The only time pruning is necessary is if you spot a dead leaf or notice signs of disease and rot. At that point, remove any affected part of the plant. Depending on the cause, it might need repotting to have a chance of recovery.
You can repot your whale fin snake plant every year or do it every two or three years instead. If you choose to repot annually, you won’t need to fertilize the plant at all – fresh soil provides plenty of nutrients for the year. This plant does tend to favor a tighter root system, though, so waiting a couple of years between repotting is best.
There are no particular twists and turns when repotting Sansevieria masoniana – just be careful not to damage the roots!
Leaf cuttings are the easiest way to propagate Sansevieria masoniana, as growing them from seeds is quite a process. To propagate with a leaf cutting, take a whole leaf or a section of a leaf and place it in a dish or vase of water. Keep it in bright light (but indirect) light and change out the water about once a week until you see roots begin to form.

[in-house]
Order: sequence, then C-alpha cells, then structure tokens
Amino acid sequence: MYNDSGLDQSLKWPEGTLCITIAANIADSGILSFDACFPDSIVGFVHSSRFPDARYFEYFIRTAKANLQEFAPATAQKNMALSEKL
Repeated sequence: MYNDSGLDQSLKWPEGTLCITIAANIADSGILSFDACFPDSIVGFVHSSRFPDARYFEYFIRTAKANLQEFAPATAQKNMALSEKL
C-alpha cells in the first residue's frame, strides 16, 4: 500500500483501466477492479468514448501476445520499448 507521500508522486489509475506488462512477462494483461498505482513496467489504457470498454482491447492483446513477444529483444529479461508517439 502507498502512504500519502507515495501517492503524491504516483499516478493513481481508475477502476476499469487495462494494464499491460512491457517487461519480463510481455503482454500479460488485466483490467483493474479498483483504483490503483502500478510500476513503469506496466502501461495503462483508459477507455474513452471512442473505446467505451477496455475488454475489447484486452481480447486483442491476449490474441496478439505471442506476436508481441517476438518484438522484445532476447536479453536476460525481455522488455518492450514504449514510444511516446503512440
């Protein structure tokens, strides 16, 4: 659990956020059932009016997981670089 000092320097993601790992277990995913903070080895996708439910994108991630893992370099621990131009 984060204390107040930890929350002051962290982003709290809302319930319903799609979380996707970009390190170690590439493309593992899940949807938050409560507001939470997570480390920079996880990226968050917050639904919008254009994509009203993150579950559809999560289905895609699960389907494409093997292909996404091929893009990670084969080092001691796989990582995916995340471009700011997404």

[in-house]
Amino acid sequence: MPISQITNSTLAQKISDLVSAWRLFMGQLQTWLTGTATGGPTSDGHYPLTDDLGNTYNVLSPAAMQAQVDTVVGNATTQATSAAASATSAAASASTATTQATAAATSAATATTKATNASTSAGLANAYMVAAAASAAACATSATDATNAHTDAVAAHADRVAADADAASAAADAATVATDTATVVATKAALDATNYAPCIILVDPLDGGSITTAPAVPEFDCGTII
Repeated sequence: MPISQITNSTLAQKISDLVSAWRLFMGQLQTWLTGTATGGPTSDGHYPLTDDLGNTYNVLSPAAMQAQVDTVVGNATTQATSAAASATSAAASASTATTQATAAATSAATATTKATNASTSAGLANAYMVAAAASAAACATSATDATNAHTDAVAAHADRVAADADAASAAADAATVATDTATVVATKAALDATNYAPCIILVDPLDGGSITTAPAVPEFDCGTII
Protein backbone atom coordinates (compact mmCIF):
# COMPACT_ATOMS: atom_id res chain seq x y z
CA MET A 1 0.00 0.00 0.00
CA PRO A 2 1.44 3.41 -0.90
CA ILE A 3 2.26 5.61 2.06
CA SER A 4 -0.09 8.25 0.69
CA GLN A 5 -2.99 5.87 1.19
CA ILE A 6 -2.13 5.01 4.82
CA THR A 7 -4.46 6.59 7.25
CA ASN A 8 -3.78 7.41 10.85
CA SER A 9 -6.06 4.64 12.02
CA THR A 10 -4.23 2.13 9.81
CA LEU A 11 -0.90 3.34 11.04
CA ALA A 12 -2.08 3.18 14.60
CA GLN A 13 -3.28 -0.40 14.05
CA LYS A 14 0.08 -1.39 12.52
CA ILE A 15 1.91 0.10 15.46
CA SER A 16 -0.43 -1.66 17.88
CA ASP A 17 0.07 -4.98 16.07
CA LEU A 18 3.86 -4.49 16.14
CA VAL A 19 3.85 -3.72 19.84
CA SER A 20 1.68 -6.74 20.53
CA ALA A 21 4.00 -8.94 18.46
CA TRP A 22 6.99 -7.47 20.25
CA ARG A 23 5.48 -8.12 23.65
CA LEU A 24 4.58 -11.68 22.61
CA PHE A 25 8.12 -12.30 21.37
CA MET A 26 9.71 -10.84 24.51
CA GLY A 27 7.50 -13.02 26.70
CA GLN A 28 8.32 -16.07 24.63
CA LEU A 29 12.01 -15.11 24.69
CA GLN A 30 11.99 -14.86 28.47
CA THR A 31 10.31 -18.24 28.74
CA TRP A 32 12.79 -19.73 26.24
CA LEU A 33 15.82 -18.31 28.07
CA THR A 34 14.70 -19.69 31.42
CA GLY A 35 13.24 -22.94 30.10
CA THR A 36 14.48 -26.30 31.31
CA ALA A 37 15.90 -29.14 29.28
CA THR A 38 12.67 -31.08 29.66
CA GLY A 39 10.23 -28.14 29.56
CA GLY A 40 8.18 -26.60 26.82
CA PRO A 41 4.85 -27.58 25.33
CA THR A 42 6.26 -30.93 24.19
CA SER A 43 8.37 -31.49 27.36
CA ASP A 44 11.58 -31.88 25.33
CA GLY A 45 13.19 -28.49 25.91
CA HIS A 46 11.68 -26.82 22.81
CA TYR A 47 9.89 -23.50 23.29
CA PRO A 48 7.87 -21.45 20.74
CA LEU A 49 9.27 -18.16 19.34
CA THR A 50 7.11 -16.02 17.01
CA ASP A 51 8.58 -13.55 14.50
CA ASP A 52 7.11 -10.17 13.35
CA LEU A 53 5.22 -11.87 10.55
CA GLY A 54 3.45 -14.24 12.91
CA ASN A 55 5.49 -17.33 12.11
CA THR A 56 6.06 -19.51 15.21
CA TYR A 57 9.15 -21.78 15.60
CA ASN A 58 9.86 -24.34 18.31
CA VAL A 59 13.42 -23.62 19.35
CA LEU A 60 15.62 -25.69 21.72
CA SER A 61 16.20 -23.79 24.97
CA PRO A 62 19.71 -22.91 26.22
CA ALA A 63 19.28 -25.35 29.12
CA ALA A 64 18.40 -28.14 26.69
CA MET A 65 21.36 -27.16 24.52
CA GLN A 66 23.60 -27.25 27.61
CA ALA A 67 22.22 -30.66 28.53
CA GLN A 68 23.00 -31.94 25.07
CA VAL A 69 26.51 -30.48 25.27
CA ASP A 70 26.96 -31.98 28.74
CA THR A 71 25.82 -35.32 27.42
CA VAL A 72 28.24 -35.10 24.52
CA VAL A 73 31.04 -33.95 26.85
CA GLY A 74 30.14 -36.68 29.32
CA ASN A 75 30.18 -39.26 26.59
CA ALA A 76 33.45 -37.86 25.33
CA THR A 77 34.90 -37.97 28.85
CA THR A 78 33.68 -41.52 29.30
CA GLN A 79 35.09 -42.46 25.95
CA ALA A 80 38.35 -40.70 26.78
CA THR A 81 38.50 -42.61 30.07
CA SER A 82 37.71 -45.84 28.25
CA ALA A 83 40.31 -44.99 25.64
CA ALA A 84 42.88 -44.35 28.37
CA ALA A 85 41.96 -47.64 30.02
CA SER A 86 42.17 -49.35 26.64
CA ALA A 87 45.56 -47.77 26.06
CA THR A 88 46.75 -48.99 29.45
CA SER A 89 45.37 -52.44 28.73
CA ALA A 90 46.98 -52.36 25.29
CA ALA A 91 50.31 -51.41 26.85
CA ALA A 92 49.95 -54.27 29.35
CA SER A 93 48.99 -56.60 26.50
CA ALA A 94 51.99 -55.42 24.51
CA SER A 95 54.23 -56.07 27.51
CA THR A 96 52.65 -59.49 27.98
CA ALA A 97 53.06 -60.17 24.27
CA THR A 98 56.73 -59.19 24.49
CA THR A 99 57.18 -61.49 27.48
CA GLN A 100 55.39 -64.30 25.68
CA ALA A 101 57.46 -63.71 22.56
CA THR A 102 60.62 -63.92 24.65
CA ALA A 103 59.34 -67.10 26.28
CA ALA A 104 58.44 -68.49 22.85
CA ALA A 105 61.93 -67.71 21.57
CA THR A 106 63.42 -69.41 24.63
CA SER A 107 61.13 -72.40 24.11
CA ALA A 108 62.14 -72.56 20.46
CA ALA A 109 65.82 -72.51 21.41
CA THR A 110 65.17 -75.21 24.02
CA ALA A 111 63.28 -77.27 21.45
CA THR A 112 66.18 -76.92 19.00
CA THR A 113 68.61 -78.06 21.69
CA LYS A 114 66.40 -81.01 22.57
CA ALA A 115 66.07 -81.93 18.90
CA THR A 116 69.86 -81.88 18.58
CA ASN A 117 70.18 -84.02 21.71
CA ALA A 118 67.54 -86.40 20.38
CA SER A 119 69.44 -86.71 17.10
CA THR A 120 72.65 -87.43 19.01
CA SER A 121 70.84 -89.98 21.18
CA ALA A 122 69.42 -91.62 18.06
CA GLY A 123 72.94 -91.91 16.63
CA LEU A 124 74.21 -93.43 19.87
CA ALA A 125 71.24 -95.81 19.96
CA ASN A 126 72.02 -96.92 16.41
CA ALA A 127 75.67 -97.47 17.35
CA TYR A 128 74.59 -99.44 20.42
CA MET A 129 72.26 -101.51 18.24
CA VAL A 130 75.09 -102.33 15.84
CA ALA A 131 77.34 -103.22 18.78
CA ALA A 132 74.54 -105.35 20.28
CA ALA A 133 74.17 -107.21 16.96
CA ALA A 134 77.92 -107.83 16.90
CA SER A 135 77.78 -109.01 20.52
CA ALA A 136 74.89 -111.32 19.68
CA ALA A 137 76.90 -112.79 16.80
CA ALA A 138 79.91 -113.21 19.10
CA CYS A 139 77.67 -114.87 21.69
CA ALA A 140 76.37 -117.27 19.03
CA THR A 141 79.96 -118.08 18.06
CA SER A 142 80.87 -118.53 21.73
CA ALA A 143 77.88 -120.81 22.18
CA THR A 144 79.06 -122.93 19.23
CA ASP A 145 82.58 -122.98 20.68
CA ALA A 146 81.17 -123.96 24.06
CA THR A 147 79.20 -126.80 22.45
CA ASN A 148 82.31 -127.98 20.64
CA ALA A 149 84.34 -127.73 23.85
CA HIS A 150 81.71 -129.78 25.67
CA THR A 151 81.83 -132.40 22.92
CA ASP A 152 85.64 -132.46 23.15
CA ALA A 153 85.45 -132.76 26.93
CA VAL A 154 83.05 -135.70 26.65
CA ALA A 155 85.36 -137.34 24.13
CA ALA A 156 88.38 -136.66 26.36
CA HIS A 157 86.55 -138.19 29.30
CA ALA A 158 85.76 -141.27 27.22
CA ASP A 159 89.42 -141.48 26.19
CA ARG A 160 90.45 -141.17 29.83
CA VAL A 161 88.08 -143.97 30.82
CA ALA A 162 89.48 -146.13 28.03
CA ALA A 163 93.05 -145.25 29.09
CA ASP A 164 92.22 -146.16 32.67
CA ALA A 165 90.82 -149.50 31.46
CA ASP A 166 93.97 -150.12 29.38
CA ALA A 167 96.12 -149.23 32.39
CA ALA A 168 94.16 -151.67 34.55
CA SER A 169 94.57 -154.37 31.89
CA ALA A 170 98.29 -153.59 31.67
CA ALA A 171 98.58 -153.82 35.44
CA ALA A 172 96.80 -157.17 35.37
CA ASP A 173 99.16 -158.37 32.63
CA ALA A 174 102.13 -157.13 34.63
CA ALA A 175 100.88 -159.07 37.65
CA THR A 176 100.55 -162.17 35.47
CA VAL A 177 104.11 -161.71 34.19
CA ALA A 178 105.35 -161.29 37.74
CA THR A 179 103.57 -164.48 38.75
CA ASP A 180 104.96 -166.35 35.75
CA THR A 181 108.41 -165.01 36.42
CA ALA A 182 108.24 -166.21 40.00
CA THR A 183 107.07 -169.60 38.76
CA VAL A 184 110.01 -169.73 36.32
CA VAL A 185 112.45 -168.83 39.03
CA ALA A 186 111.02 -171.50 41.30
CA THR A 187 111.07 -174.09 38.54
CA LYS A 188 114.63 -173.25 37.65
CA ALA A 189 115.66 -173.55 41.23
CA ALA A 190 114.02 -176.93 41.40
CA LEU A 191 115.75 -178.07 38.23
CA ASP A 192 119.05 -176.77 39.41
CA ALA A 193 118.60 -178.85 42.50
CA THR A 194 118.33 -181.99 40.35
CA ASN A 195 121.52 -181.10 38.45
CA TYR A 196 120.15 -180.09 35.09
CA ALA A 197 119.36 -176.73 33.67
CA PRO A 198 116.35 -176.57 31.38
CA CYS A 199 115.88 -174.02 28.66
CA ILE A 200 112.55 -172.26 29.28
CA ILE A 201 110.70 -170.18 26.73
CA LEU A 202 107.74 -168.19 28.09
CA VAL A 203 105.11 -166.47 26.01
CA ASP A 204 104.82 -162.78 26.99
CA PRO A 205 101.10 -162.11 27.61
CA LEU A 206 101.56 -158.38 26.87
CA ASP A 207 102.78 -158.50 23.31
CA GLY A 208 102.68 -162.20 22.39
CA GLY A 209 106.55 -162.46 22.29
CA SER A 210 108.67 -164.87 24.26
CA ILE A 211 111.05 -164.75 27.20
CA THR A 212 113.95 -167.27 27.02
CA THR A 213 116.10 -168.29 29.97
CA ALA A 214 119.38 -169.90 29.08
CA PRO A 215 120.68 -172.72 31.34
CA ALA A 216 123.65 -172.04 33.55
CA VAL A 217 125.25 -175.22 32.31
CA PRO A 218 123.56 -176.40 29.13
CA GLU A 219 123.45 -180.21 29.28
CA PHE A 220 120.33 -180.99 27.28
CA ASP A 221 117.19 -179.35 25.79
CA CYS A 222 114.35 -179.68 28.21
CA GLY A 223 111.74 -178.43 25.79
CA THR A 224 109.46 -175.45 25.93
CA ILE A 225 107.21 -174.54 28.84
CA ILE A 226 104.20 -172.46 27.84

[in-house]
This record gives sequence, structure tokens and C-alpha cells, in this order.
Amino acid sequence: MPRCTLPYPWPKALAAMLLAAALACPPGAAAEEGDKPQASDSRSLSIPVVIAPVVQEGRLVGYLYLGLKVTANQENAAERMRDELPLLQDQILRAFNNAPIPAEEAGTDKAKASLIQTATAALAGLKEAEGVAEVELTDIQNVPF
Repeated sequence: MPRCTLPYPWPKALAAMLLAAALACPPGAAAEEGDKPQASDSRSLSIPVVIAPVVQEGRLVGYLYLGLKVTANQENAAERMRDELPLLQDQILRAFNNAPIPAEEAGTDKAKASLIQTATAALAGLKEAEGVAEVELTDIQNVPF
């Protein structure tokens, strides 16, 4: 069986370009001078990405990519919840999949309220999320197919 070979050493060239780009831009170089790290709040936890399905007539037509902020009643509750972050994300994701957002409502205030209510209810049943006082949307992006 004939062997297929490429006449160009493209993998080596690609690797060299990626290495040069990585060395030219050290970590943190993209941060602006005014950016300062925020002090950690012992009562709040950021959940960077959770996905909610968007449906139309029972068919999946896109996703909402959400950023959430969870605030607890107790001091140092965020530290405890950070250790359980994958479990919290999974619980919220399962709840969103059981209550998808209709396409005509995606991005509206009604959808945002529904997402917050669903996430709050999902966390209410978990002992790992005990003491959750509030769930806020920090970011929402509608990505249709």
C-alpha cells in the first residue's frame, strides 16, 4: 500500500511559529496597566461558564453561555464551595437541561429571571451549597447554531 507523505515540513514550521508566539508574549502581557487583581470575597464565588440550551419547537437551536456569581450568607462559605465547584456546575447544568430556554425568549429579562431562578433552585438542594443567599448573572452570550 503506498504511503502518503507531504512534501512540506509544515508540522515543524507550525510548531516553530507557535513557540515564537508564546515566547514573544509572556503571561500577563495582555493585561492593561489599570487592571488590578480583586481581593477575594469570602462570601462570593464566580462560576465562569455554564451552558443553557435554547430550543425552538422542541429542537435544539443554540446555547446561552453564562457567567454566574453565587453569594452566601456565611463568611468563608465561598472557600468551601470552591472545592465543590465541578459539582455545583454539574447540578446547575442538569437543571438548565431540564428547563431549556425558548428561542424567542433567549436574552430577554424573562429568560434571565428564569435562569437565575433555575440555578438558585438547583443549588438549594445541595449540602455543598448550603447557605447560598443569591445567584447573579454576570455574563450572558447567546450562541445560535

After your cutting has a couple of inches of root growth, pot them in your soil and resume a regular watering schedule (meaning once the soil is entirely dry). This plant is very slow growing, so settle in. You’ll see a new leaf in about a year, or just several months if you’re lucky. It’s a good thing they’re worth the wait!
Pests and Insects
Overwatering is dangerous for Sansevieria masoniana. Root rot is the biggest concern, but overwatering also invites insects and pests. This plant is fairly resistant to pests in general, but if you spot any signs of them, it’s safe to treat your whale fin snake plant with plant-safe soaps and oils.
For greenery that lasts all year and doesn’t require a lot of plant-parenting skills, bring home a Sansevieria masoniana. These low-maintenance wonders are happy in practically any setup, and it doesn’t take much effort to keep them that way. It’s all worthwhile when you celebrate that long-coming, painstakingly grown new leaf!